CPW collars wolves as part of ongoing research

Photo credit: Colorado Parks & Wildlife

Colorado Parks and Wildlife (CPW) have two more wolves to monitor in North Park, Colorado. Last week, GPS collars were affixed to two male wolves – no. 2301 and no. 2101 – as part of ongoing research studies that encompass elk and moose in the area, according to a press release

“Both animals were caught together in an area of North Park where we have been receiving reports from the public in the past couple of weeks,” said Eric Odell, CPW Species Conservation Program Manager. 

Odell worked with CPW Wildlife Research Scientist Ellen Brandell and CPW Wildlife Veterinarian Pauline Nol.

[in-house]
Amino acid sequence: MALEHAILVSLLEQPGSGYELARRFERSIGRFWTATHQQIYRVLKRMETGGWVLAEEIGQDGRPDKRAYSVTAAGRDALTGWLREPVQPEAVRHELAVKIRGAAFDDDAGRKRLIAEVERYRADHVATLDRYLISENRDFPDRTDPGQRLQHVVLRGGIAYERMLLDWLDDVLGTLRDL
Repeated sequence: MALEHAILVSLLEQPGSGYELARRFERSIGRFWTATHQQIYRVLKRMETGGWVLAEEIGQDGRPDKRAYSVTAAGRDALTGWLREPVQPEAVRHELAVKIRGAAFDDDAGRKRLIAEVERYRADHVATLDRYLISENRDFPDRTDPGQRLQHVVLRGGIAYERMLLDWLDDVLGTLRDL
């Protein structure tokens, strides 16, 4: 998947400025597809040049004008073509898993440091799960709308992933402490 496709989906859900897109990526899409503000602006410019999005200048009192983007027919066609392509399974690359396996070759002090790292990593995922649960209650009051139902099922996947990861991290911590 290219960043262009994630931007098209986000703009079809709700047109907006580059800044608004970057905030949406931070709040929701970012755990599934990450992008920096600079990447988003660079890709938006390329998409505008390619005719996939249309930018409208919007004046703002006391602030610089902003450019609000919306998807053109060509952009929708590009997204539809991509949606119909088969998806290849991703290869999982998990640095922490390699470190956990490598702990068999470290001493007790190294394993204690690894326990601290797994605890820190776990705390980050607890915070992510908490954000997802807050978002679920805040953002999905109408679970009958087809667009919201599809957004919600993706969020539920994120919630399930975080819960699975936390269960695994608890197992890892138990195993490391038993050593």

Wolf 2101 had been collared two years before; however his “collar had failed and we could see it was damaged. Wolves are rough on collars and that’s to be expected that in time collars will fail,” said Odell

“Refitting 2101 and having a second GPS collar will allow our biologists and wildlife managers to continue learning about the behavior of these wolves,” said CPW Acting Director Heather Disney Dugan.

Wolf 2301 was assumed to be one of six pups born to female wolf 1084 and male wolf 2101 in 2021.

The team used a CPW-contracted company to dart the animals with tranquilizers from the safety of a helicopter. A health exam was conducted at the same time the GPS collars were attached. Both animals were healthy.

While collars are useful, they only provide biologists with a “snapshot” of the wolves’ activities. Other tools like wolf prints and scat collected during field investigations are used to confirm the presence of wolves in an area.


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